For me as a young middle-aged adult, the book raised a lot of interesting -- sometimes painful, but also hopeful -- questions about identity, choice, 'starting fresh,' and many other issues. Sagesse, the narrator, did a beautiful job of communicating the (o...more
Darryl Mexic
** “The Last Life” by Claire Messud: Fifteen year old Sagesse La Basse muses about her life and family to an extent that is occasionally interesting, but mostly boring and without a central theme. Her American mother and French-Algerian father are respectively looked down upon and dominated by her martinet paternal grandfather and his patrician wife. The grandfather immigrated to France from Algeria, along with wife and daughter, to open a small hotel on France’s Mediterranean coast. They left...more
So far, I am not that impressed. Messud shows a lot of skills, but her over-the-top prose (with many words you only come across when studying for your GREs) seems ill-fitting when writing from the perspective of a teenage girl. I find it hard to connect to the protagonist, and now at page 285, I have stopped caring to know anymore.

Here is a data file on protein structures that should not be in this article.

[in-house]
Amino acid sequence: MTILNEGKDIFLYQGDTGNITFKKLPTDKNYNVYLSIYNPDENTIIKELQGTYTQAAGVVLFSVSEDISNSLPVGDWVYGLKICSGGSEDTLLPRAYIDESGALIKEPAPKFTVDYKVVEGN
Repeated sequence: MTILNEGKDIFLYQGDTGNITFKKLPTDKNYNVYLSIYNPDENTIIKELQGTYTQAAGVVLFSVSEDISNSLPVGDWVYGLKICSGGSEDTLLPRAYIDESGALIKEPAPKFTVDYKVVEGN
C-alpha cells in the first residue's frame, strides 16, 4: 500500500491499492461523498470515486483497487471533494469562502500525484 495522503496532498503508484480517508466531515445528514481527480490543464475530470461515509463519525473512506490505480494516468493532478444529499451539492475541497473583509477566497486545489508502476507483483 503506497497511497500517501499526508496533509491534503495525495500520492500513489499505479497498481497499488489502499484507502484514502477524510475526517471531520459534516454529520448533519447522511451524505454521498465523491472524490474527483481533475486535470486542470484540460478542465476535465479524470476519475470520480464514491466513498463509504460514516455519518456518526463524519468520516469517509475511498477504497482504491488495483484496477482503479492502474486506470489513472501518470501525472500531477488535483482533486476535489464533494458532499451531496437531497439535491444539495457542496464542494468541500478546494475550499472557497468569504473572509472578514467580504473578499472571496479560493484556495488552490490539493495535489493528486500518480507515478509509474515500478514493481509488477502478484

One of the few books I have abandoned.
It's a little hard to connect with Messud's characters. At her best, it's more like being benignly haunted than reading.
Jan Priddy
I have not finished it, but I have read enough of the reviews to know that what is frustrating me is not going to change. I might finish it, skim the rest, or give up entirely. There are some lovely worded phrases, but the story itself is not clear or compelling, the much hyped shooting doesn't really amount to much, the characters do not command my affection or interest, and sometimes her syntax is just too much work with little payoff in clarity.

At another time and with more patience with weal...more
Dec 09, 2008 MJ rated it 3 of 5 stars
Shelves: france
I’m on the fence on this one. I could never fully connect with any of the characters for any length of time and yet I couldn’t stop thinking about them. Maybe that was the point; each had their moments before being fractured as people, or fractured within the family unit. The scene in Algeria is one that will stay with me for a very long time.